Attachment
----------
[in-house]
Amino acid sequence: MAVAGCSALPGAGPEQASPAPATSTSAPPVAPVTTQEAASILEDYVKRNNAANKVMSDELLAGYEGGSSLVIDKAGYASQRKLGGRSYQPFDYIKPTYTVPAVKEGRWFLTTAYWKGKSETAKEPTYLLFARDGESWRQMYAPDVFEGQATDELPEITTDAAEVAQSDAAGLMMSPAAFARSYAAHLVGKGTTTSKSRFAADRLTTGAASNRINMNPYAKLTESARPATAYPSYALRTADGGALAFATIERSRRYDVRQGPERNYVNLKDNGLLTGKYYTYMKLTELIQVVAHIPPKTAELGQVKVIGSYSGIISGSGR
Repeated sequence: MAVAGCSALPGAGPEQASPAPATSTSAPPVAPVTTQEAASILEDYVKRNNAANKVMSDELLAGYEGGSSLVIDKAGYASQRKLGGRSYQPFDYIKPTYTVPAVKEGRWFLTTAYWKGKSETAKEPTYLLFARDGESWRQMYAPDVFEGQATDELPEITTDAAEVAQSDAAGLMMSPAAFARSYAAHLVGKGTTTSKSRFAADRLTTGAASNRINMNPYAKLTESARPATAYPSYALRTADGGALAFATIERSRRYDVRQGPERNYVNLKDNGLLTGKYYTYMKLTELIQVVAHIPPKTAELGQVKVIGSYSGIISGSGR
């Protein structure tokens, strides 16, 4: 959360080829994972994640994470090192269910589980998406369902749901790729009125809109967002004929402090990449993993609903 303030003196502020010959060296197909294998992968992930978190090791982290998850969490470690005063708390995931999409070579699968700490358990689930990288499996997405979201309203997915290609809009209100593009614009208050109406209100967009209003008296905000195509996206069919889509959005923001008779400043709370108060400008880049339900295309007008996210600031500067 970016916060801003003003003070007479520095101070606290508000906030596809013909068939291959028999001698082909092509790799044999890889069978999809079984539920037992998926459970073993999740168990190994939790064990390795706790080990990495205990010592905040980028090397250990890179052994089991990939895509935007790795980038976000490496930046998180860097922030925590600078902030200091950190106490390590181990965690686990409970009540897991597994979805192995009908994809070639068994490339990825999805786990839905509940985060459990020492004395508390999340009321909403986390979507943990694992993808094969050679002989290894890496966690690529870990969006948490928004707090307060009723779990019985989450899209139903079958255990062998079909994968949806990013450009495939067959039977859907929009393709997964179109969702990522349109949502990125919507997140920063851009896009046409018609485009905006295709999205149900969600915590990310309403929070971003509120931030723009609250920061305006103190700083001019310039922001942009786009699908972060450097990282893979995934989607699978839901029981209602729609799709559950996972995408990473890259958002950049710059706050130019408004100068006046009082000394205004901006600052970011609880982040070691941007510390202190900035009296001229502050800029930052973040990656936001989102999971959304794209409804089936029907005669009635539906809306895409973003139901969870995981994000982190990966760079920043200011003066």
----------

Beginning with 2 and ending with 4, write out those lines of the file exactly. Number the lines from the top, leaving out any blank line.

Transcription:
Amino acid sequence: MAVAGCSALPGAGPEQASPAPATSTSAPPVAPVTTQEAASILEDYVKRNNAANKVMSDELLAGYEGGSSLVIDKAGYASQRKLGGRSYQPFDYIKPTYTVPAVKEGRWFLTTAYWKGKSETAKEPTYLLFARDGESWRQMYAPDVFEGQATDELPEITTDAAEVAQSDAAGLMMSPAAFARSYAAHLVGKGTTTSKSRFAADRLTTGAASNRINMNPYAKLTESARPATAYPSYALRTADGGALAFATIERSRRYDVRQGPERNYVNLKDNGLLTGKYYTYMKLTELIQVVAHIPPKTAELGQVKVIGSYSGIISGSGR
Repeated sequence: MAVAGCSALPGAGPEQASPAPATSTSAPPVAPVTTQEAASILEDYVKRNNAANKVMSDELLAGYEGGSSLVIDKAGYASQRKLGGRSYQPFDYIKPTYTVPAVKEGRWFLTTAYWKGKSETAKEPTYLLFARDGESWRQMYAPDVFEGQATDELPEITTDAAEVAQSDAAGLMMSPAAFARSYAAHLVGKGTTTSKSRFAADRLTTGAASNRINMNPYAKLTESARPATAYPSYALRTADGGALAFATIERSRRYDVRQGPERNYVNLKDNGLLTGKYYTYMKLTELIQVVAHIPPKTAELGQVKVIGSYSGIISGSGR
């Protein structure tokens, strides 16, 4: 959360080829994972994640994470090192269910589980998406369902749901790729009125809109967002004929402090990449993993609903 303030003196502020010959060296197909294998992968992930978190090791982290998850969490470690005063708390995931999409070579699968700490358990689930990288499996997405979201309203997915290609809009209100593009614009208050109406209100967009209003008296905000195509996206069919889509959005923001008779400043709370108060400008880049339900295309007008996210600031500067 970016916060801003003003003070007479520095101070606290508000906030596809013909068939291959028999001698082909092509790799044999890889069978999809079984539920037992998926459970073993999740168990190994939790064990390795706790080990990495205990010592905040980028090397250990890179052994089991990939895509935007790795980038976000490496930046998180860097922030925590600078902030200091950190106490390590181990965690686990409970009540897991597994979805192995009908994809070639068994490339990825999805786990839905509940985060459990020492004395508390999340009321909403986390979507943990694992993808094969050679002989290894890496966690690529870990969006948490928004707090307060009723779990019985989450899209139903079958255990062998079909994968949806990013450009495939067959039977859907929009393709997964179109969702990522349109949502990125919507997140920063851009896009046409018609485009905006295709999205149900969600915590990310309403929070971003509120931030723009609250920061305006103190700083001019310039922001942009786009699908972060450097990282893979995934989607699978839901029981209602729609799709559950996972995408990473890259958002950049710059706050130019408004100068006046009082000394205004901006600052970011609880982040070691941007510390202190900035009296001229502050800029930052973040990656936001989102999971959304794209409804089936029907005669009635539906809306895409973003139901969870995981994000982190990966760079920043200011003066």